Constitutional Monarchy and Charles III

Published earlier today on No More Pencils as Whither Now, United Kingdom


There are twenty-eight constitutional monarchies worldwide, of which the United Kingdom is one.

It is often referred to as the British monarchy. To be accurate, it is the monarchy of the United Kingdom, the Crown Dependencies of Jersey, Guernsey, and the Isle of Man, and the British Overseas Territories. But the name doesn’t roll off the tongue as easily.

The powers of the monarch with regard to the conduct of Government are purely ceremonial. As of 8 September 2022, the Government is His Majesty’s Government. And my thoughts are with what Charles III must be feeling now that he has stepped into a role that is surely one of the most special, strange, and demanding.

The role of the monarch has steadily reduced since Magna Carta in 1215, and brought to an end with the beheading of Charles I in 1649. The republican Commonwealth of England lasted just a hair’s breadth of time – until 1660. But when the monarchy was restored it was not the same creature. With the Bill of Rights of 1689 it was made clear that the monarch did Parliament’s bidding and the role became ceremonial – a Constitutional monarchy.

As an example, when the monarch reads the speech of what his or her Parliament intended to do, the speech is prepared by the Government and the monarch does not utter a single word that is not already prepared.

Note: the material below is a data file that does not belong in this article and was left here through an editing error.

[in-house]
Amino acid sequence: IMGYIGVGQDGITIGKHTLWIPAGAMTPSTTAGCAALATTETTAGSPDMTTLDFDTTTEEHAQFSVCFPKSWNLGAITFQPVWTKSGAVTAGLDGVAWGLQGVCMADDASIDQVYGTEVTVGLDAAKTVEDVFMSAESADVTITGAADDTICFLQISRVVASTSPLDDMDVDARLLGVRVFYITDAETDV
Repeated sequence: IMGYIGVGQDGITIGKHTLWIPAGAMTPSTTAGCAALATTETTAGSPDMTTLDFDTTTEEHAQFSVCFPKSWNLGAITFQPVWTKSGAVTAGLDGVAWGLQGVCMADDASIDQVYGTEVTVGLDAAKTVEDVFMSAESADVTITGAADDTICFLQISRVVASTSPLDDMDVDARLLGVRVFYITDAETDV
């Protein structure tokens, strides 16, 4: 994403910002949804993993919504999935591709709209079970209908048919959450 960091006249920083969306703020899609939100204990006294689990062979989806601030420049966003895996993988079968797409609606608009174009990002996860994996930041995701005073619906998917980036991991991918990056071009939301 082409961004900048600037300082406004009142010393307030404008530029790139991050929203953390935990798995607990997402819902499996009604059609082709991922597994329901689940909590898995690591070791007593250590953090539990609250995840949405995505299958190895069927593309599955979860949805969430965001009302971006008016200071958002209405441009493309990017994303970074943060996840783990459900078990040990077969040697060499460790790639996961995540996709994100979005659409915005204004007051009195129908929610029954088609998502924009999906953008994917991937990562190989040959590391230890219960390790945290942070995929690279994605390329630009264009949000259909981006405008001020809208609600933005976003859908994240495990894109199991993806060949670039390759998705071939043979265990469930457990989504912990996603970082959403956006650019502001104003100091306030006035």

But the monarch does have power. If the Parliament of MPs votes that it has no confidence in the Government, then the Government must resign and a General election must be held. If the Government refuses to go, the monarch has the power to dismiss it.

And the allegiance of the Armed Forces is to the Crown and not to the Government. In times of civil strife that can matter.

The bottom line is that save for when the Government and the people are at odds, the monarch’s only power is through the myth of the rightness of the pyramid of entitlement. Looking at the span of the reign of Queen Elizabeth II, that pyramid has taken some hard knocks. Few people look back at the colonial history of Britain with the same misty eyed view that was the general view in 1952 when she became Queen.

The real power of the monarchy is in how deeply the loss of the Queen will be felt over the coming days and weeks and months..

Charles promised that once King he would rein in on his views on controversial matters. But everything is political in this modern world – and Charles has strong views on the environment and food security.

If this were a country governed by a Government of good repute; if this was a time plenty and rising expectations, then Charles might feel constrained to keep quiet. But the Government and the last Prime Minister are seen by not a few as a bunch of inept charlatans or worse. Charles might well feel he can open his mouth.

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